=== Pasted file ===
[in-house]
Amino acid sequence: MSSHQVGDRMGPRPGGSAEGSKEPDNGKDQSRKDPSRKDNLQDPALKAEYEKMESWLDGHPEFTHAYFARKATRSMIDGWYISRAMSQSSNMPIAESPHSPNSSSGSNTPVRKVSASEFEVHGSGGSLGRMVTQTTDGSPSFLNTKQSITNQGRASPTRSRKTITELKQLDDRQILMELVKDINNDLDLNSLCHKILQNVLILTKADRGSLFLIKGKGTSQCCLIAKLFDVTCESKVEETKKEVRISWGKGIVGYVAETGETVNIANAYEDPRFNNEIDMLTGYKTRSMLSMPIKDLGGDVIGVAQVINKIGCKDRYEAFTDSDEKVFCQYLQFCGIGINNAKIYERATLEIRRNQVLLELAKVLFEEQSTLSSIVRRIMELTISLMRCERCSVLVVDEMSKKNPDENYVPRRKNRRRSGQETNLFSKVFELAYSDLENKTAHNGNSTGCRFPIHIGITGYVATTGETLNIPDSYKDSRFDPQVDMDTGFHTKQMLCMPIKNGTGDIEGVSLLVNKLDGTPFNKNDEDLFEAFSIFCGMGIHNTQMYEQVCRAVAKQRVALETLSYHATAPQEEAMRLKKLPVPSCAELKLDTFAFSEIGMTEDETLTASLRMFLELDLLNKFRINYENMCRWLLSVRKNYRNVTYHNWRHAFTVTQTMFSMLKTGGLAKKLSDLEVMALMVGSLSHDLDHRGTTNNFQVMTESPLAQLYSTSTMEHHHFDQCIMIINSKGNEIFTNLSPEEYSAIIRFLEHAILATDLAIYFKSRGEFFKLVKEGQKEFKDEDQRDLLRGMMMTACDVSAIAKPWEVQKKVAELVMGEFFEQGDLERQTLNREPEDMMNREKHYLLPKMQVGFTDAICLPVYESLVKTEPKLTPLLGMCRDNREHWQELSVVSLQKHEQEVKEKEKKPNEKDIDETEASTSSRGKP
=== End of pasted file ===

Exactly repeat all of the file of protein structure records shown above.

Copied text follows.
[in-house]
Amino acid sequence: MSSHQVGDRMGPRPGGSAEGSKEPDNGKDQSRKDPSRKDNLQDPALKAEYEKMESWLDGHPEFTHAYFARKATRSMIDGWYISRAMSQSSNMPIAESPHSPNSSSGSNTPVRKVSASEFEVHGSGGSLGRMVTQTTDGSPSFLNTKQSITNQGRASPTRSRKTITELKQLDDRQILMELVKDINNDLDLNSLCHKILQNVLILTKADRGSLFLIKGKGTSQCCLIAKLFDVTCESKVEETKKEVRISWGKGIVGYVAETGETVNIANAYEDPRFNNEIDMLTGYKTRSMLSMPIKDLGGDVIGVAQVINKIGCKDRYEAFTDSDEKVFCQYLQFCGIGINNAKIYERATLEIRRNQVLLELAKVLFEEQSTLSSIVRRIMELTISLMRCERCSVLVVDEMSKKNPDENYVPRRKNRRRSGQETNLFSKVFELAYSDLENKTAHNGNSTGCRFPIHIGITGYVATTGETLNIPDSYKDSRFDPQVDMDTGFHTKQMLCMPIKNGTGDIEGVSLLVNKLDGTPFNKNDEDLFEAFSIFCGMGIHNTQMYEQVCRAVAKQRVALETLSYHATAPQEEAMRLKKLPVPSCAELKLDTFAFSEIGMTEDETLTASLRMFLELDLLNKFRINYENMCRWLLSVRKNYRNVTYHNWRHAFTVTQTMFSMLKTGGLAKKLSDLEVMALMVGSLSHDLDHRGTTNNFQVMTESPLAQLYSTSTMEHHHFDQCIMIINSKGNEIFTNLSPEEYSAIIRFLEHAILATDLAIYFKSRGEFFKLVKEGQKEFKDEDQRDLLRGMMMTACDVSAIAKPWEVQKKVAELVMGEFFEQGDLERQTLNREPEDMMNREKHYLLPKMQVGFTDAICLPVYESLVKTEPKLTPLLGMCRDNREHWQELSVVSLQKHEQEVKEKEKKPNEKDIDETEASTSSRGKP